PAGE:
To be included in the archive, Stata materials must be documented with appropriate help files. A complete submission would include the ado-file or files, the help file or files, and any associated materials that the author might want to provide (a sample dataset or do-file). These materials should be placed in a zip or gzip file and emailed to the archive maintainer at the above address. The email should indicate whether the submission contains new or revised materials. In the case of new materials, the author should provide the suggested package name (if it is not obvious), title line, and description of its functionality (the "abstract" that appears in the package listings from the ssc command, or from a web browser listing). Once a new package has been made available (usually one day after the maintainer indicates that the archive has been updated), it is customary to announce its availability to the user community via Statalist. It is not necessary nor desirable to generate a Stata-format package (.pkg) file, since the SSC archive software generates the package file automatically from the RePEc template.

If the materials rely on some other item in the SSC archive, that should be identified: that is, if your "foo.ado" requires that Tom Jones' "bar.ado" from SSC be installed, indicate that in your submission.

Downloading materials from the SSC archive

The SSC archive is accessible and searchable via two modes: using a traditional web browser on any computer to browse the materials, and using Stata's facilities such as the findit and ssc commands. Although the web browser mode allows downloads of the materials, users (in particular, Windows users) are strongly encouraged to avoid relying on web browsers to retrieve materials from the SSC archive.

There are two reasons for this exhortation. First, once materials are downloaded, they must be placed on Stata's ADOPATH to be useful. Although that is not difficult--for instance, Stata's "current directory" is on the ADOPATH--it is much preferable to let Stata place the file in the correct location on your hard disk. If placed in the current directory, for instance, the file will be unusable if you work from a different directory. Likewise, you may end up with multiple copies of the ado-files. Stata will choose the one found first on the ADOPATH, but you may have downloaded a later version of the software, and wonder why it does not seem to be accessed. Many users' problems in working with SSC materials relate to improper placement of these files. Stata's which command is very useful in locating the current location of the ado-files on your hard disk.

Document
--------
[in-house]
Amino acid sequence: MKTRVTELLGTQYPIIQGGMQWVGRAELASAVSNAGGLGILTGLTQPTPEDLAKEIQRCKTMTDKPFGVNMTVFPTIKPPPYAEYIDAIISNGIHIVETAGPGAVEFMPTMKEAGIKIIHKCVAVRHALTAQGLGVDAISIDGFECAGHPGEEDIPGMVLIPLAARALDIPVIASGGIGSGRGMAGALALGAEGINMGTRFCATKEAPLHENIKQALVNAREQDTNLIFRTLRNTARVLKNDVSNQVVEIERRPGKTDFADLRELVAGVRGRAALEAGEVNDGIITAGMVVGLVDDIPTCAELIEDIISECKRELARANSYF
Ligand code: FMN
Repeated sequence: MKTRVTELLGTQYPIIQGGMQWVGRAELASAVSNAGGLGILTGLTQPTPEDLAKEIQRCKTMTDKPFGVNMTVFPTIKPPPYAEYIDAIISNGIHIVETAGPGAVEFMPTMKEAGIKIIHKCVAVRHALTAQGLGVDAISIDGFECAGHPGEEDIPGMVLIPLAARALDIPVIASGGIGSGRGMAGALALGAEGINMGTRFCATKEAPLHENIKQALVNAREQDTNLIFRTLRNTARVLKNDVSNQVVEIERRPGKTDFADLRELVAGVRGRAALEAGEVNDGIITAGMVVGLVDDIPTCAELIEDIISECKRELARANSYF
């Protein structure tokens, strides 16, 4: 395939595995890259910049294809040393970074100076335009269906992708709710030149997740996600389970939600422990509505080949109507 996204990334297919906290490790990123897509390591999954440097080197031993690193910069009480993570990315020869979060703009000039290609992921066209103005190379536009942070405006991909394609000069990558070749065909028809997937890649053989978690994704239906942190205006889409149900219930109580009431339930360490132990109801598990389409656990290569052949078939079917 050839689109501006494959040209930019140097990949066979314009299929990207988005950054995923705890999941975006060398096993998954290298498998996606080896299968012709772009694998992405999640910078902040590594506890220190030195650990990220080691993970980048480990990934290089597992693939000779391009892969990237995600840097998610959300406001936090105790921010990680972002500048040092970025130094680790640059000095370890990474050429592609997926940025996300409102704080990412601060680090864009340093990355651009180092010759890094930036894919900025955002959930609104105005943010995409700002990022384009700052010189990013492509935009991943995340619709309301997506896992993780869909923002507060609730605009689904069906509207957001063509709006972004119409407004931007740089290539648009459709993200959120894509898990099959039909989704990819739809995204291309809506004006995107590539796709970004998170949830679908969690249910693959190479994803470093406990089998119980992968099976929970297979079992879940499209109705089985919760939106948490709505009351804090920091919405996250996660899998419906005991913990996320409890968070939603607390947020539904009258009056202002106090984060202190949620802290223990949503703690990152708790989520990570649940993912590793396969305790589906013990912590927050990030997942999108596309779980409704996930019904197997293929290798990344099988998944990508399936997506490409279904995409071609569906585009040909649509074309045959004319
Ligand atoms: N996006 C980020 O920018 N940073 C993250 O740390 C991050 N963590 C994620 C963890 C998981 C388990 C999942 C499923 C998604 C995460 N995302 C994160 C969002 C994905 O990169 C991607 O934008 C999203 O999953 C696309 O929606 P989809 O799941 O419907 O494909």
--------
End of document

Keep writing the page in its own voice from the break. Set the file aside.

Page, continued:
Second, Windows users will inevitably have difficulty with Stata packages' .hlp files. Windows considers the extension .hlp its own property, and a binary file. Many virus-checking systems will prevent .hlp files from being downloaded. If it is successfully downloaded, Windows will type the file as binary, possibly causing Stata some difficulty in working with it. None of these issues arise if Stata's ssc command is used to download the files to the proper location.

Although the latter difficulty is limited to Windows users, the former issues imply that users of Stata on any operating system should heed this advice and use Stata's ssc command in lieu of downloads from a web browser.

Downloading SSC Archive modules to an off-line computer

Some users have a Stata-equipped computer which for privacy or security reasons cannot be connected to the Internet. How might you download a package--say, psmatch2--to such a computer?
  1. On an online computer, ssc install psmatch2, replace
  2. Look at 'ssc describe psmatch2' and find all the files that are part of the package
  3. Make a zip file from those files and move it to the offline machine
  4. unzip the file so that the files end up in the same directories (usually /ado/plus/p/ etc.)
This procedure should guarantee that the materials are properly installed on the offline computer.

Listing recently added or modified packages on the SSC Archive

A list of recently added or modified Stata packages in the SSC archive may be generated by, which may also be accessed from within Stata with ssc new.

Understanding SSC archive statistics

Please reference the document


Thanks to Vince Wiggins of StataCorp LP for clarifying issues related to the graphics subsystem.